Change comes slowly but inevitably, and in Toronto that means condominiums. The stretch of Yonge Street between Bloor and College, that final ungentrified stretch of smut peddlers, head shops, and bootleg vendors is going upscale bringing with it the promise of one-bedrooms from the mid 200’s. I can’t lie that I’m happy to see some of the stuff south of Wellesley go. Having worked in the neighbourhood for several years, the seediness of it never appealed to me; facades held over from decades when the strip was a jukebox neon river of amusement. It was the era of Ronnie Hawkins’ camel walk and later of Goin’ Down the Road. Somehow it took until now for developers to look at the spent husk of one long Saturday night and judge it fit for rehabilitation.
One of the casualties of that vertically emergent lifestyle is Bar Volo. I know that it was unavoidable. In point of fact, Ralph Morana has been talking about it for years. Where he might start up a second location or, during conversation on the patio, exasperatedly gesturing at the enormous building across the street that was now blotting out his customers’ sunlight.
In truth, I have not spent very much time at Bar Volo over the last five years. I was more or less a regular between 2007 and 2011 when an in crowd would take up as much as half of the patio on Friday and Monday nights. Friday tended to draw more of a ratebeer crowd while Monday, with its five dollar pints, catered to those who enjoyed cask ale. Sometimes the unstated goal of the Monday crowd was to see how long it would take to finish off the remainder of the weekend’s cask so that something more interesting might be substituted. A good time was had by all.
Unfortunately, in 2011, a good friend I had made at Volo passed away and it never really seemed the same afterwards standing at the bar by myself. Sometimes at about this time of year Tim Mitchell’s sudden passing still prompts melancholy and an unwanted consciousness of the fragility of life. He was a lovely man.
If I’m honest, the thing I like best about Volo is its nearly complete dedication to rebirth. I might not pop my head in for four or five months and something will have changed. Now they’ve switched to bar service only. Now the taps are alphabetized. Now the number of casks has expanded. Now there’s a variety of upper tier Bourbons for your delectation. Now they’re importing beer from Texas. Now there’s an outdoor bar.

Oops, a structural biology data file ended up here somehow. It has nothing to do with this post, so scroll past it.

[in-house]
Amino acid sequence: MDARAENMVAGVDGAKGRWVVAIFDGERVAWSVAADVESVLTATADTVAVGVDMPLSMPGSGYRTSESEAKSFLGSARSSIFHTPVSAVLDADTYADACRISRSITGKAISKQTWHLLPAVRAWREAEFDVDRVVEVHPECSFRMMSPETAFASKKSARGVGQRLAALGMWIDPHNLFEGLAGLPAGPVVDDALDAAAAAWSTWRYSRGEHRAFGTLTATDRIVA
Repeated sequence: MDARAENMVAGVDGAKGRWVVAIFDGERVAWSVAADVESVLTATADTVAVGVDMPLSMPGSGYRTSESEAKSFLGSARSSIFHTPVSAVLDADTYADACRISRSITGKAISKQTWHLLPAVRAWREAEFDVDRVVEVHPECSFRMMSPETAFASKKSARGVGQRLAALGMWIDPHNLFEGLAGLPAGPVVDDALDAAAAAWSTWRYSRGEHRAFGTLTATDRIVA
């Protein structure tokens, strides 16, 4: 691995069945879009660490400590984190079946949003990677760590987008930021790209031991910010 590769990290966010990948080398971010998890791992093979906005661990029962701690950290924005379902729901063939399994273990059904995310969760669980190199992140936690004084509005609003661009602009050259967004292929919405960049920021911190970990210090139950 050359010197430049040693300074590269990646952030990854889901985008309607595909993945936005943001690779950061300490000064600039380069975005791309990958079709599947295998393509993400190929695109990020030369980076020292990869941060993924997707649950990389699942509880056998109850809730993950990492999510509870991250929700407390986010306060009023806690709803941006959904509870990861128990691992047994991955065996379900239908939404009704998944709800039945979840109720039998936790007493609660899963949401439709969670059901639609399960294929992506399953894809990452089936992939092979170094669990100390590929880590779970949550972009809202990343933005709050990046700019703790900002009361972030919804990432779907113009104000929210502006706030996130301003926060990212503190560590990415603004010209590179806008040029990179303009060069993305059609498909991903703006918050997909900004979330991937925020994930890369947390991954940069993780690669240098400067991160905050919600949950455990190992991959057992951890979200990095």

I walk down Yonge Street some nights for entertainment as much as exercise and I noted the outdoor chalkboard on my way past the patio late last month. Not a single beer on the 26 tap list existed a decade ago when I started going there. It is impossible to overstate the importance of Bar Volo as an agent of change in Ontario’s beer culture.
Change accrues through effort and through dedication and through the simple will to pile it up. At the moment we have dozens of craft beer friendly bars in the city and more to come. In the middle of the last decade we didn’t. I don’t mean to take anything away from stalwarts like beerbistro or Smokeless Joe’s. They also played their part. Bar Volo was the one that challenged brewer and drinker alike to be better. The identity has always been somewhat schizoid; celebrating the best of the local scene while acting as a showcase for rare imports. This month we will have both Cask Days and Zwanze Day and that duality sums it up: Local and fresh versus distant and funky. The ability to comfortably enjoy the best we have while dreaming of the things that we don’t.
There is an argument to be made that beer is memetic. That because it is designed it is an expression of thought and that in drinking you’re perceiving intent and information. In that sense, Volo has been an informational hub quite unlike anything else we’ve seen in Toronto.
Frequently it resulted in the long game. Imports from Flying Dog and Moylan’s and Great Divide showed people what the Americans were doing and allowed them to go away and think about what could be done. A Stone takeover (captured for posterity in Ian Coutts’ book Brew North where I’m in the back row of the photo) featuring a portion of the vertical epic series showed us that a decade long project was possible at a time when people were still hesitant to brew one-offs. Cask Days and the IPA Challenge allowed brewers to succeed and to fail and most importantly to play without much consequence hanging in the balance. It encouraged them to try. More than any other single factor in the last decade, Bar Volo allowed us the conversation that has helped Ontario’s beer industry blossom. On a day to day level it exposed good beer to any number of people. I doubt you’ll find anyone in the beer industry in Ontario who doesn’t have fond memories and a story to recount. There’s no one that hasn’t been influenced by it in some way.
I have always harbored the suspicion that the Moranas knew all of this and were doing it on purpose, sort of agents provocateur for the zymurgical set. When I accused Ralph of it some years ago he denied it was intentional, but there was a twinkle in his eye. This will be Bar Volo’s last week, but their mission has probably been accomplished for some time.
Change comes slowly, but change has come. Bar Volo will finally split its personalities into two separate locations. Birreria Volo on College West will focus on wild and sour beers while Bar Volo on Church will presumably embrace cask beers. We will end up with two great beer bars instead of one, but it won’t be the same. If you’ve never experienced the original location, you owe it to yourself to get some concept of it before the end of the week. I plan on trudging down myself at some point and exorcising a little memory.
Besides, they’ve got Monday pricing all week long.